Karachi : The Policy Advisory Board of FPCCI strongly urges that inflation is cost-pushed and policy rates have proved to be an ineffective tool to control inflation. In any case, the core inflation is still lower than the policy rates and a 100 basis points (bps) reduction in the policy rate is proposed in the upcoming monetary policy committee meeting.

Mr. Irfan Iqbal Sheikh, President FPCCI, said that the central bank’s policy of tackling inflation through policy rates is playing havoc with industrial and business activities. SBP needs to classify the inflation into cost-pushed and demand-pulled parts; and, decide in favour of the overall benefit to the economy rather than keep pursuing a failing strategy.

The recent Consumer Price Index (CPI) data for May 2023 reveals general inflation has touched concerning 38% while core inflation stood at 20%. Pakistan has been facing a persistent challenge of high inflation due to supply-side bottlenecks, rupee depreciation and multiple rounds of surge energy prices in line with IMF conditionalities. Despite the cumulative rate hike of 1,125 bps from 9.75% to 21% between March 2022 and April 2023, the price growth momentum remains high during the said period. Raising the policy rate has proven to be ineffective in curbing the persistent inflationary pressure while exacerbating unemployment. The FPCCI believes that these rate hikes have contributed to financial instability and further fueled inflation. Increasing production costs have led to declining business revenue, negatively impacting both employment rates and the well-being of the masses.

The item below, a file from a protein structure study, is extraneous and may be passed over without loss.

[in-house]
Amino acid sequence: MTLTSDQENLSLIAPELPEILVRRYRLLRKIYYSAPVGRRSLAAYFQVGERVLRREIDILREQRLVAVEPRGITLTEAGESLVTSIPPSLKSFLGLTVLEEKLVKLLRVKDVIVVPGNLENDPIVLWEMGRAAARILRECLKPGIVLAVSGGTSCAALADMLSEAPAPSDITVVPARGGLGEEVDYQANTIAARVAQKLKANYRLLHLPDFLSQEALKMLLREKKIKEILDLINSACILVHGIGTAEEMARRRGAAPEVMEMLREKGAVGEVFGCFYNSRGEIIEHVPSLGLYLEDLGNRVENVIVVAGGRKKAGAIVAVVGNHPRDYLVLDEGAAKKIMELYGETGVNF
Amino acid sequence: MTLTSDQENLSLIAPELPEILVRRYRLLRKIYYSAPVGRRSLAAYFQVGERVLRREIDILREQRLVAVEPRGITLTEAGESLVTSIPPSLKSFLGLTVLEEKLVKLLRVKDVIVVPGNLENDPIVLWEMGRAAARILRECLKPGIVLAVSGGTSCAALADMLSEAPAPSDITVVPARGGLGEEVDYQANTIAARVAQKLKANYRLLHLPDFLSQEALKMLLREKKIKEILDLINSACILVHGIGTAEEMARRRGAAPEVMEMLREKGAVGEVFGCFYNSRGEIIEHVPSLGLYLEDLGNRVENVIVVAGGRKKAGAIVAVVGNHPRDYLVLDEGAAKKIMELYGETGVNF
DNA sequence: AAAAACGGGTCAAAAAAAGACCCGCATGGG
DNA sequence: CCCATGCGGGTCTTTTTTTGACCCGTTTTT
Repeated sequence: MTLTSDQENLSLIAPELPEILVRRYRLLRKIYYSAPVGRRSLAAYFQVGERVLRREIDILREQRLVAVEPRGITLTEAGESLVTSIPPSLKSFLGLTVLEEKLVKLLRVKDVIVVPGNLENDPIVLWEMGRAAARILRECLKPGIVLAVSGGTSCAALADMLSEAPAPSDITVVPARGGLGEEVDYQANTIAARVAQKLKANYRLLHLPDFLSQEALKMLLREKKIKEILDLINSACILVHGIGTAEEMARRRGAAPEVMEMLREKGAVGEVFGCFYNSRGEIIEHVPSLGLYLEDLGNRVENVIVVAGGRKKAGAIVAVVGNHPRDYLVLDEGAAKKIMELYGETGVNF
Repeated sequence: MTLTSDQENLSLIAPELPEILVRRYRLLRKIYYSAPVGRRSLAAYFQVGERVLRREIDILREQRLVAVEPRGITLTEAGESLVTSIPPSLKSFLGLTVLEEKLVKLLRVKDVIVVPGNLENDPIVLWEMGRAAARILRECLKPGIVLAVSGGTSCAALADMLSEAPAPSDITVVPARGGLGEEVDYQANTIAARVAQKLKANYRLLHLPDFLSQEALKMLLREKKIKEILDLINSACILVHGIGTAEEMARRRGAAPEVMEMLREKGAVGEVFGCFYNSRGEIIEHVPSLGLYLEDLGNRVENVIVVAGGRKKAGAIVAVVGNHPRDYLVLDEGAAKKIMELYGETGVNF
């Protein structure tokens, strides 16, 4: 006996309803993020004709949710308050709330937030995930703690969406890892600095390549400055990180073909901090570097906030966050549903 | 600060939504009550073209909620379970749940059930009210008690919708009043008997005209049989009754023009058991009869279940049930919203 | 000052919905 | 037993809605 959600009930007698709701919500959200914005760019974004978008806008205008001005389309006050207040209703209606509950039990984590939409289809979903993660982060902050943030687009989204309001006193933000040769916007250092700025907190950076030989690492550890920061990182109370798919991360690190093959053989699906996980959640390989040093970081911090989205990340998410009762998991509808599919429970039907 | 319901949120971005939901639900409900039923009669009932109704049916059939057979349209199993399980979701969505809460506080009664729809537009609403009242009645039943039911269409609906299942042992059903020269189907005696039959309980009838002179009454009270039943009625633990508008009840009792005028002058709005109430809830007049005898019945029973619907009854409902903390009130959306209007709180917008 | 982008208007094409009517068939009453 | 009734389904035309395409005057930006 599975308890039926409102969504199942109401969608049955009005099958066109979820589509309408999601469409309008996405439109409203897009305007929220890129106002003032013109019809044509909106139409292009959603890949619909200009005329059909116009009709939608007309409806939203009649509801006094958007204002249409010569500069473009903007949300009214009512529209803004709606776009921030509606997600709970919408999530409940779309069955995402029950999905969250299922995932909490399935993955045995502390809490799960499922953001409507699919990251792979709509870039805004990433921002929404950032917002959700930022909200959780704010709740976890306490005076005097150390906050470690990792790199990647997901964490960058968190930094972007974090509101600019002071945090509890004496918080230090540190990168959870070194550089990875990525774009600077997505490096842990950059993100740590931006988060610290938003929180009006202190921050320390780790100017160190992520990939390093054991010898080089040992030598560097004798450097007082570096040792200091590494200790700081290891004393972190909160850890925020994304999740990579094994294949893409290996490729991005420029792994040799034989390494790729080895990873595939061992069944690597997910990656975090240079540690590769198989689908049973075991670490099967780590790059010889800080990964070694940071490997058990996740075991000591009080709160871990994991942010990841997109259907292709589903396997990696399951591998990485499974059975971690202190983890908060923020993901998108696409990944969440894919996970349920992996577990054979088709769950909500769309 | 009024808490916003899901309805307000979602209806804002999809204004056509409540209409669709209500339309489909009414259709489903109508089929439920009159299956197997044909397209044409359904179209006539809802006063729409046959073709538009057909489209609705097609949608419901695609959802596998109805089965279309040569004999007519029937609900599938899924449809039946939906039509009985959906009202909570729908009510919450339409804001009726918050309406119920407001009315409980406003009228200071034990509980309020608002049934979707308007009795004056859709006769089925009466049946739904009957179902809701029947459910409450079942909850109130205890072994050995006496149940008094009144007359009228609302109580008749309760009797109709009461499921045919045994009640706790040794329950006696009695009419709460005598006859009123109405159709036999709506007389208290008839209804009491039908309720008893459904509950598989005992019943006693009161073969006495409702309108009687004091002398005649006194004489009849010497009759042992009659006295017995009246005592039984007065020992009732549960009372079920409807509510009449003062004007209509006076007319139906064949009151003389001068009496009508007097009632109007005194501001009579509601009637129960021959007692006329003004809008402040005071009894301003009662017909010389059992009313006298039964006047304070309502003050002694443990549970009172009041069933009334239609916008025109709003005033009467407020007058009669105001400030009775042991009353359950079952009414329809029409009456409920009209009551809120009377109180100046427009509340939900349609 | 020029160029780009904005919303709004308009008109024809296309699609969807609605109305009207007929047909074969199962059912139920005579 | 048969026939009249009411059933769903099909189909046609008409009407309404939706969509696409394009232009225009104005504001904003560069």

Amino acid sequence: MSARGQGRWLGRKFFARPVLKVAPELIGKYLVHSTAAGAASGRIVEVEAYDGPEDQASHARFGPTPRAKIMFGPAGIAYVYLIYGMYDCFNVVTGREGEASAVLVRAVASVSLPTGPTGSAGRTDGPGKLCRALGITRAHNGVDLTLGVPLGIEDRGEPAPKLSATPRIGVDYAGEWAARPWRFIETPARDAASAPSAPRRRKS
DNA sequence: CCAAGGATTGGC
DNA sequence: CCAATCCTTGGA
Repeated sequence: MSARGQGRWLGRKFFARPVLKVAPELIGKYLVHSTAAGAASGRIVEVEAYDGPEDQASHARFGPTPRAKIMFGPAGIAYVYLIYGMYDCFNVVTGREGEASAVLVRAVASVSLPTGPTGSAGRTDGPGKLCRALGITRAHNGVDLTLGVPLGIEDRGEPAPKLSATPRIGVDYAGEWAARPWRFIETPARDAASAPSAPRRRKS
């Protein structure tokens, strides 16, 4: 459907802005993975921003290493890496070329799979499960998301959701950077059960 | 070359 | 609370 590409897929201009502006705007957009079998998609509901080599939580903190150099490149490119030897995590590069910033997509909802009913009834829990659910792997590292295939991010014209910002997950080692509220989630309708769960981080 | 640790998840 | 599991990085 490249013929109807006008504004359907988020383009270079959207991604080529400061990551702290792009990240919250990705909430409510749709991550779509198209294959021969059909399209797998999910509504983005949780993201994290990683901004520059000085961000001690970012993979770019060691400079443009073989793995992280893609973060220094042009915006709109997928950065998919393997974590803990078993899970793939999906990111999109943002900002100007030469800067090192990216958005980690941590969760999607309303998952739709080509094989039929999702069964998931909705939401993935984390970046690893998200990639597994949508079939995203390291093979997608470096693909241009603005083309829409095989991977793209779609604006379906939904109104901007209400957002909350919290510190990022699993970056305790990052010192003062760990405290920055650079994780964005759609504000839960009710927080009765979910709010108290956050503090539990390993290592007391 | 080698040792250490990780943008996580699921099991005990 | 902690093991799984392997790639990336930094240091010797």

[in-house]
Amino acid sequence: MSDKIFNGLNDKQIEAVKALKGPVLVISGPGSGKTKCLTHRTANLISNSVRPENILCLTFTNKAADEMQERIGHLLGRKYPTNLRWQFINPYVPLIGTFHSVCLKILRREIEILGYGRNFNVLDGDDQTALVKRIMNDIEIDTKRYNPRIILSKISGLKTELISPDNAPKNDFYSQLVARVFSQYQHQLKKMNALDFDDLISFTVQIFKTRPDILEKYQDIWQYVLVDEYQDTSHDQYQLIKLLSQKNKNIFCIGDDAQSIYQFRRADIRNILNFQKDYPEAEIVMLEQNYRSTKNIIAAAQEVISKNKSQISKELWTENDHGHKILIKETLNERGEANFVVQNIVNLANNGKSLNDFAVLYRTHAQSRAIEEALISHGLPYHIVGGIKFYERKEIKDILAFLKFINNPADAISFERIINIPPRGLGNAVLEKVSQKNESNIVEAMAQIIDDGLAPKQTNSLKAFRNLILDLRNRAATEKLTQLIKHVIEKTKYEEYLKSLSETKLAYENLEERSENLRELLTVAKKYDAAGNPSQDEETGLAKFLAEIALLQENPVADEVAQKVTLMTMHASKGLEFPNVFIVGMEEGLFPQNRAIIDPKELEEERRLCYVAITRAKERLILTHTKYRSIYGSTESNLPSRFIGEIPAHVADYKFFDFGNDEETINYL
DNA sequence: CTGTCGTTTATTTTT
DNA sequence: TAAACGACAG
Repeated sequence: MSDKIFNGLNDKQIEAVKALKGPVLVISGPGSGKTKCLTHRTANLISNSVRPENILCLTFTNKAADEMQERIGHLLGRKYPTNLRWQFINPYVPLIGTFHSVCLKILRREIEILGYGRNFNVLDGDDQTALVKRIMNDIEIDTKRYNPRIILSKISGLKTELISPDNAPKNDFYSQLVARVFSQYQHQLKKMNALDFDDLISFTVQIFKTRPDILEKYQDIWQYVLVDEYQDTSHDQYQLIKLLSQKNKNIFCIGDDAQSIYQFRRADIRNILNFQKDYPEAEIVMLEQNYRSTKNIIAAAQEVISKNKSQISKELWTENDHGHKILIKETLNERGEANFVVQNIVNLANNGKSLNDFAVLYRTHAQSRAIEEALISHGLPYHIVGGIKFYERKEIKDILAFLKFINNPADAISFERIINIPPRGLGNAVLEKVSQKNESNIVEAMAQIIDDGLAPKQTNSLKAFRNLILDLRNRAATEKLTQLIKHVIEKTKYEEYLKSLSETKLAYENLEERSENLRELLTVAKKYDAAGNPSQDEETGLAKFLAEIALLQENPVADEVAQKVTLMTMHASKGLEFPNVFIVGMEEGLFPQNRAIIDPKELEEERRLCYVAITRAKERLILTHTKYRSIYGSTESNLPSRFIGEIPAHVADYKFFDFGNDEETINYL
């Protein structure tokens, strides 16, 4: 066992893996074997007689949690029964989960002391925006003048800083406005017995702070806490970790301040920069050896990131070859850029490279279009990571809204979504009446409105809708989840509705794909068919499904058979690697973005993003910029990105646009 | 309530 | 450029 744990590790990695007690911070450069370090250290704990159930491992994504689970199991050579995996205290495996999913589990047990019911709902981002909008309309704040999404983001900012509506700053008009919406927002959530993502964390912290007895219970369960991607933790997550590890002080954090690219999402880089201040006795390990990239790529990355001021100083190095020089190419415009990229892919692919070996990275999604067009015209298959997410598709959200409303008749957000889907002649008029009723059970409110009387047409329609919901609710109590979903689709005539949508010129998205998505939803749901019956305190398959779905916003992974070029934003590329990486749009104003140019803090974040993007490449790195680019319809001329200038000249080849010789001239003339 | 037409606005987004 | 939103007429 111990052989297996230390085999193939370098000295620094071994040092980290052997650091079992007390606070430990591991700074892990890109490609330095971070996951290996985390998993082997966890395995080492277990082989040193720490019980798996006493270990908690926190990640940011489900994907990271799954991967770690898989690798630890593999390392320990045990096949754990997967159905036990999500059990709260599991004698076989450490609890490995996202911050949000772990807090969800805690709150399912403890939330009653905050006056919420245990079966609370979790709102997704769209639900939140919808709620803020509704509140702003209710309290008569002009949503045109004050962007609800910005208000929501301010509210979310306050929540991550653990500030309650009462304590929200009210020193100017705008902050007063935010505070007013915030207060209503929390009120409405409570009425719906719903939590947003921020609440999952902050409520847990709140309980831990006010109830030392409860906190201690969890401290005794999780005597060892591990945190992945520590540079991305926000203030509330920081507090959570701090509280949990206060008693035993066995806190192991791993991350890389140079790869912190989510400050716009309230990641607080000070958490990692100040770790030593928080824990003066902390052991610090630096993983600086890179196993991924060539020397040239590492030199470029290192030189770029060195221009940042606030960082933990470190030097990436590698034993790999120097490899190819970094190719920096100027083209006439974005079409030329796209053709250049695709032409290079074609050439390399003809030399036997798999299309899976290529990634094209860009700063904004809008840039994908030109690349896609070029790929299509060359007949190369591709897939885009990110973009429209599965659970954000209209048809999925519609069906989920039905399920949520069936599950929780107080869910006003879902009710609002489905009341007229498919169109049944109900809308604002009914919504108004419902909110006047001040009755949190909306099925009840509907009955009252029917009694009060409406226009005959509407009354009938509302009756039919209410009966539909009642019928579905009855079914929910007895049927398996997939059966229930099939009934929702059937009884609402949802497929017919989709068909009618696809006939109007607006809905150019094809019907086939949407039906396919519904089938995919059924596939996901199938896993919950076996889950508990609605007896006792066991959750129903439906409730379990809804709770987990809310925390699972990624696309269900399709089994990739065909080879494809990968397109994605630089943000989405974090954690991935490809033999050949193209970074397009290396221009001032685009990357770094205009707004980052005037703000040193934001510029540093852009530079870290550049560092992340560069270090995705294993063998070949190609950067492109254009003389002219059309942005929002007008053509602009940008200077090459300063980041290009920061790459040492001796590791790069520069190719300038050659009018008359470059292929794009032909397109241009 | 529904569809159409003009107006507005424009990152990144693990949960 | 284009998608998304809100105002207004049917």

The consequences of record-high interest rates and unprecedented inflation are evident in the private sector, with conventional banks’ advances to the private sector (business) falling by 85% to Rs128 billion in July-April FY23 from Rs861 billion in the same period last fiscal year. This decline reflects a slump in business activities attributed to import restrictions. As of April 2023, the overall credit extended by the SBP and commercial banks to the government accounted for 67%, while the share allocated to the private sector was only 33%. The Large Scale Manufacturing (LSM) output remained considerably below its potential. During July-March 2022-23, LSM registered a decline of 8 percent when compared with the same period last year. In the backdrop of expensive credit, political unrest, and lack of access to imports amid the dollar liquidity crunch, the country witnessed a contraction in the manufacturing output, creating further unemployment and increasing inflationary pressures.
To promote price stability, FPPCI emphasizes that the SBP needs to break the inflation rate into cost-pushed and demand-pulled. It is recommended that the SBP should target core inflation non-food non-energy (NFNE) for operational guidance. The SBP needs to strip out volatile changes in particular prices to distinguish inflation from temporary fluctuations in inflation. Efforts need to be made to control price manipulation and hoardings in liaison with the respective federal and provincial government departments. An active and efficient Competitive Commission of Pakistan (CCP) and effective price control mechanisms also need to play their due role.